The dramatic spike in diabetes cases in such a short period of time highlights just how big a threat the disease poses to the health of people across the globe. That makes now a perfect time to learn more about diabetes and what individuals can do to manage their disease.

What is diabetes?

Diabetes is a chronic disease related to how the body produces or utilizes insulin, a hormone that regulates blood sugar. Diabetes occurs when the pancreas does not produce sufficient insulin or cannot effectively utilize the insulin it produces.

What is the difference between type 1 and type 2 diabetes?

The WHO notes that more than 95 percent of the people with diabetes have type 2 diabetes. According to the American Diabetes Association®, type 2 diabetes occurs when the body does not use insulin properly, whereas type 1 occurs when the body does not produce insulin.

Can diabetes be managed?

It’s important that individuals diagnosed with diabetes recognize that both types 1 and 2 can be managed. The ADA reports that diet and routine exercise are vital to managing type 2 diabetes. The ADA urges people who have recently been diagnosed with diabetes to speak with a registered dietitian nutritionist (RDN/RD) to find foods that are healthy and help them feel satisfied at the end of a meal. Lingering may compel people to make poor dietary choices that could make their condition worse.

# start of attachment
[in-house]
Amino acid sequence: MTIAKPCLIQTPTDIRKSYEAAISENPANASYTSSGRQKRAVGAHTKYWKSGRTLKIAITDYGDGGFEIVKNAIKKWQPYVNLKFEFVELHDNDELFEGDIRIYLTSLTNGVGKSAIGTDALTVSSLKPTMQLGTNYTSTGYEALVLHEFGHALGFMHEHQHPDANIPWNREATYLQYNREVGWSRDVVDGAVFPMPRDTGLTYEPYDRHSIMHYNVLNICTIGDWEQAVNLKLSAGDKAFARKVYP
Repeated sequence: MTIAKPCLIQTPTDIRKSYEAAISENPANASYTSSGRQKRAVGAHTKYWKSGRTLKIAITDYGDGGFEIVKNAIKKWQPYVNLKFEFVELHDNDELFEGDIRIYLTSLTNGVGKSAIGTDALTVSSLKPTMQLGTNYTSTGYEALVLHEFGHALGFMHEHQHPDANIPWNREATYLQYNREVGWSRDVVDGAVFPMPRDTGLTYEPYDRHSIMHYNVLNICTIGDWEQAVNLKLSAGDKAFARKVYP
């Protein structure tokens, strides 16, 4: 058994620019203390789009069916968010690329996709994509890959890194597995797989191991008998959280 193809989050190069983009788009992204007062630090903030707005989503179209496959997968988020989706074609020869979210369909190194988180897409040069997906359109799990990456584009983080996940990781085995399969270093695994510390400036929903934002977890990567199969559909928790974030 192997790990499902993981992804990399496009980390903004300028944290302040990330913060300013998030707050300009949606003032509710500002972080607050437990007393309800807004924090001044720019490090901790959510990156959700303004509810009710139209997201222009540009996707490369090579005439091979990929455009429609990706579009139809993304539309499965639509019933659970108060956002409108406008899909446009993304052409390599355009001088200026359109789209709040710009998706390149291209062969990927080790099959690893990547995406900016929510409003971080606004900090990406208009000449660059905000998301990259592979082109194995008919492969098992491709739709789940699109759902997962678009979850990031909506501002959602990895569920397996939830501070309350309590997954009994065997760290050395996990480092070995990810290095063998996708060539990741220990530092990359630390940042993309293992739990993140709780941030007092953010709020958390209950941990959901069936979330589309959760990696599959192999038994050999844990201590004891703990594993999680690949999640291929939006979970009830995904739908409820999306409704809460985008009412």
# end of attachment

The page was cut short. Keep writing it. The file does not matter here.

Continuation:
The ADA’s “Nutrition Consensus Report,” published in 2019, is a comprehensive review of 600 research articles over a five-year span conducted by a panel of scientists, doctors, endocrinologists, diabetes educators, and dietitians. That review emphasized the significance of working with an RDN, noting that recommendations about diet for diabetes patients must take factors specific to each individual, including their life circumstances and preferences, into consideration. The review also noted that each person responds differently to different types of foods and diets, so there is no single diet that will work for all patients.

"We see PAD more commonly in people living with diabetes, people who smoke and people with other common

risk factors for heart disease, like high cholesterol, high blood pressure and obesity," Pollak said.